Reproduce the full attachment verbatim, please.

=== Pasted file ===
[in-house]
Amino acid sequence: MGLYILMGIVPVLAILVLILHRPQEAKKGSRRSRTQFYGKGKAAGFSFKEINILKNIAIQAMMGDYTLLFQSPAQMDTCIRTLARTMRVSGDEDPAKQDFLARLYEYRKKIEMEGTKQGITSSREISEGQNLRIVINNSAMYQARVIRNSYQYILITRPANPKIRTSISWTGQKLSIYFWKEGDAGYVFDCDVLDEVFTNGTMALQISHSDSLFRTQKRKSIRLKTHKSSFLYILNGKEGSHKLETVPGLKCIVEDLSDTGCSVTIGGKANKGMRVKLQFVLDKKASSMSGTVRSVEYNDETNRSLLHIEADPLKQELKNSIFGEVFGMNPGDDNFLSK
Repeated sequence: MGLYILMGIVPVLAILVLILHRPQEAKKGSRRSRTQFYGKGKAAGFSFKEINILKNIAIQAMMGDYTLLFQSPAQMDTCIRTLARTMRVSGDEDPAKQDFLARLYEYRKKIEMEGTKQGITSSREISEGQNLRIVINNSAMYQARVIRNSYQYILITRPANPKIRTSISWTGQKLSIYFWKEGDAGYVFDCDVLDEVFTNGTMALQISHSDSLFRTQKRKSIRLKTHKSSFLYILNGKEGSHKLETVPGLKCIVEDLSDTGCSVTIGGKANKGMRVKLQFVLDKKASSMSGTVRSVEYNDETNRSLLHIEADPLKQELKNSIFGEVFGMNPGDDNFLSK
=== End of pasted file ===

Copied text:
[in-house]
Amino acid sequence: MGLYILMGIVPVLAILVLILHRPQEAKKGSRRSRTQFYGKGKAAGFSFKEINILKNIAIQAMMGDYTLLFQSPAQMDTCIRTLARTMRVSGDEDPAKQDFLARLYEYRKKIEMEGTKQGITSSREISEGQNLRIVINNSAMYQARVIRNSYQYILITRPANPKIRTSISWTGQKLSIYFWKEGDAGYVFDCDVLDEVFTNGTMALQISHSDSLFRTQKRKSIRLKTHKSSFLYILNGKEGSHKLETVPGLKCIVEDLSDTGCSVTIGGKANKGMRVKLQFVLDKKASSMSGTVRSVEYNDETNRSLLHIEADPLKQELKNSIFGEVFGMNPGDDNFLSK
Repeated sequence: MGLYILMGIVPVLAILVLILHRPQEAKKGSRRSRTQFYGKGKAAGFSFKEINILKNIAIQAMMGDYTLLFQSPAQMDTCIRTLARTMRVSGDEDPAKQDFLARLYEYRKKIEMEGTKQGITSSREISEGQNLRIVINNSAMYQARVIRNSYQYILITRPANPKIRTSISWTGQKLSIYFWKEGDAGYVFDCDVLDEVFTNGTMALQISHSDSLFRTQKRKSIRLKTHKSSFLYILNGKEGSHKLETVPGLKCIVEDLSDTGCSVTIGGKANKGMRVKLQFVLDKKASSMSGTVRSVEYNDETNRSLLHIEADPLKQELKNSIFGEVFGMNPGDDNFLSK